So now Rajasthan required 3 wins from their last 4 games – not easy, but there was consolation in the fact that two of those matches were at home. The first was the return fixture against Chennai. Warne won the toss and elected to field – but the Royals attack were soon taken apart by the opposition batsmen. Hussey and Raina again came to the fore – and this time Vijay and Dhoni also came to the party – propelling the Super Kings to a formidable total of 196.

In reply, Rajasthan ended the power play with 48 runs and 2 wickets, both Rahul and Watson succumbing to the Super Kings bowlers. From there on it was a struggle for the Royals, with only Ajinkya Rahane putting up a fight from number 3. He scored 52 off 36 but kept losing partners at the other end. Rajasthan ended up losing by 63 runs.

To stand a realistic chance of qualifying for the semis, Rajasthan needed to win all 3 remaining games. The next visitors to Jaipur were table toppers RCB and their legendary West Indies talisman Chris Gayle. RCB won the toss and decided to field. Rajasthan got off to a good start and didn’t lose their first wicket, Shane Watson, until the 9th over with the score a healthy 73. However, Dravid fell in the same over and the Royals innings lost momentum. No one else played a big hand and Rajasthan ended with a less than imposing total of 146.

There was a glimmer of a chance when Chris Gayle presented a catching opportunity to skipper Warne in the 4th over – but the ball went straight through his hands and Rajasthan’s fate was sealed. RCB won by 9 wickets.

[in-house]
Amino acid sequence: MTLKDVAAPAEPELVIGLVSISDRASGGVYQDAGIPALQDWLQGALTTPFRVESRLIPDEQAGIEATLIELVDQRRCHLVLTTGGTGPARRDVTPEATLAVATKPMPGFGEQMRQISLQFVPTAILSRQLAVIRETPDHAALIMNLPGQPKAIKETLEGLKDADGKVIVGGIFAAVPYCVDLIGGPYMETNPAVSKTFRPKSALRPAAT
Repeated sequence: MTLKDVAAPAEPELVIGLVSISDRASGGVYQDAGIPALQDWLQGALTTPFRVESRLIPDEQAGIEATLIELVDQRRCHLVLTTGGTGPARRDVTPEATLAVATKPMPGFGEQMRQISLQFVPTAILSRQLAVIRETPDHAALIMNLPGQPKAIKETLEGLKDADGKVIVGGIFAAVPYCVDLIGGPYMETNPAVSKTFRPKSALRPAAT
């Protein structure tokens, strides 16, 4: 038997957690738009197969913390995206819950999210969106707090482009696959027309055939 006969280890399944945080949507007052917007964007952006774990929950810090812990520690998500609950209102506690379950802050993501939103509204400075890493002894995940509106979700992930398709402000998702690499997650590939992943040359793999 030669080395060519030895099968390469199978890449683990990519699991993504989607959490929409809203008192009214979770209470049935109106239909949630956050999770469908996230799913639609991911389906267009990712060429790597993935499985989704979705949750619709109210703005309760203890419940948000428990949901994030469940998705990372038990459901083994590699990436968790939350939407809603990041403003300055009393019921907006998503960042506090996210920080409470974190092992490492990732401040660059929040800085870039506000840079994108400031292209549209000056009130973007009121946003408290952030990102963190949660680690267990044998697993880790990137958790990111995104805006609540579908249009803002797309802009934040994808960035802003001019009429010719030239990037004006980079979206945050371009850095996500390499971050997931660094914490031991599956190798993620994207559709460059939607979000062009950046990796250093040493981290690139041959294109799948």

Two wins in the last two games would have given the Royals an outside chance of qualifying, but they needed something of a miracle, and that faint hope was extinguished by Kochi in Indore. Rajasthan were bowled out for 97 and Kochi reached the target in just 7.2 overs.

Nonetheless, IPL 2011 still had some drama left in it for the Royals – because Shane Warne, legend of the game and many fans’ greatest bowler of all time, had decided to finally hang up his cricket whites and retire from the game. And what a city to end it in – the home of Indian cricket, Mumbai!

Perhaps it was fitting that the match against Mumbai Indians was dominated by Warne’s protégé, Shane Watson. Shane Senior had insisted on Shane Junior’s recruitment in the first IPL – and had been richly rewarded for his faith in the young Australian by some towering performances. Watson didn’t disappoint in Warne’s swansong match either. He treated Lasith Malinga with utter disdain – smashing him to all parts of the ground as he totalled 89 runs off just 47 deliveries. The Royals successfully chased down 134 in just 13.1 overs and Warne had the winning farewell he deserved.

No single IPL player had bestrode his team like a colossus in the way Shane Warne had led the Rajasthan Royals. Not only did he skipper and coach his team to victory in season 1, but his charisma and sheer entertainment value had helped make the new tournament a worldwide success. His vision, his leadership and his ability to get more than a 100% out of players was unparalleled. Many a young Indian cricketer had thrived because of their marvellous mentor. Quite rightly, the Rajasthan Royals management team decided to retire the no. 23 that night – who else could ever fill that shirt like Warnie did?